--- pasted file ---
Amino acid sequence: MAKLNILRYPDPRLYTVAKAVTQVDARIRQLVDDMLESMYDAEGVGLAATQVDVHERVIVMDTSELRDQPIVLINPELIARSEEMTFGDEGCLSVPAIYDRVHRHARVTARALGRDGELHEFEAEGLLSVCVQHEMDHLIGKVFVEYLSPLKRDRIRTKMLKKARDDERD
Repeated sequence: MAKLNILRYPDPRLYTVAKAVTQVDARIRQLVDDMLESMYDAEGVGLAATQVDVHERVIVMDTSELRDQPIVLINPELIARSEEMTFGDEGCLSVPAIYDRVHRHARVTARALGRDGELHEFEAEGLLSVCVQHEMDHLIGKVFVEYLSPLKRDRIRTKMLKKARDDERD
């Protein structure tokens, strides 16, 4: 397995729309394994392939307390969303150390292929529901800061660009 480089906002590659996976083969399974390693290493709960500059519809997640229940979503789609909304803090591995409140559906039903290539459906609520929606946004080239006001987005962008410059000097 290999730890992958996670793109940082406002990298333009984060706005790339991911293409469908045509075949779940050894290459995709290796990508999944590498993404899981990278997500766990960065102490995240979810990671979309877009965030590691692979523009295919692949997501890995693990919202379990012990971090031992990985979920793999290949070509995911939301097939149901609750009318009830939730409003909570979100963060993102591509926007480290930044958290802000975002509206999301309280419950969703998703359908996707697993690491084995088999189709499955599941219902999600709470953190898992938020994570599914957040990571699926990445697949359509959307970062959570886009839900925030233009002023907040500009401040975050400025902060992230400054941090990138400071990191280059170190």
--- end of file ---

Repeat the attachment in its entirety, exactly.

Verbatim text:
Amino acid sequence: MAKLNILRYPDPRLYTVAKAVTQVDARIRQLVDDMLESMYDAEGVGLAATQVDVHERVIVMDTSELRDQPIVLINPELIARSEEMTFGDEGCLSVPAIYDRVHRHARVTARALGRDGELHEFEAEGLLSVCVQHEMDHLIGKVFVEYLSPLKRDRIRTKMLKKARDDERD
Repeated sequence: MAKLNILRYPDPRLYTVAKAVTQVDARIRQLVDDMLESMYDAEGVGLAATQVDVHERVIVMDTSELRDQPIVLINPELIARSEEMTFGDEGCLSVPAIYDRVHRHARVTARALGRDGELHEFEAEGLLSVCVQHEMDHLIGKVFVEYLSPLKRDRIRTKMLKKARDDERD
């Protein structure tokens, strides 16, 4: 397995729309394994392939307390969303150390292929529901800061660009 480089906002590659996976083969399974390693290493709960500059519809997640229940979503789609909304803090591995409140559906039903290539459906609520929606946004080239006001987005962008410059000097 290999730890992958996670793109940082406002990298333009984060706005790339991911293409469908045509075949779940050894290459995709290796990508999944590498993404899981990278997500766990960065102490995240979810990671979309877009965030590691692979523009295919692949997501890995693990919202379990012990971090031992990985979920793999290949070509995911939301097939149901609750009318009830939730409003909570979100963060993102591509926007480290930044958290802000975002509206999301309280419950969703998703359908996707697993690491084995088999189709499955599941219902999600709470953190898992938020994570599914957040990571699926990445697949359509959307970062959570886009839900925030233009002023907040500009401040975050400025902060992230400054941090990138400071990191280059170190």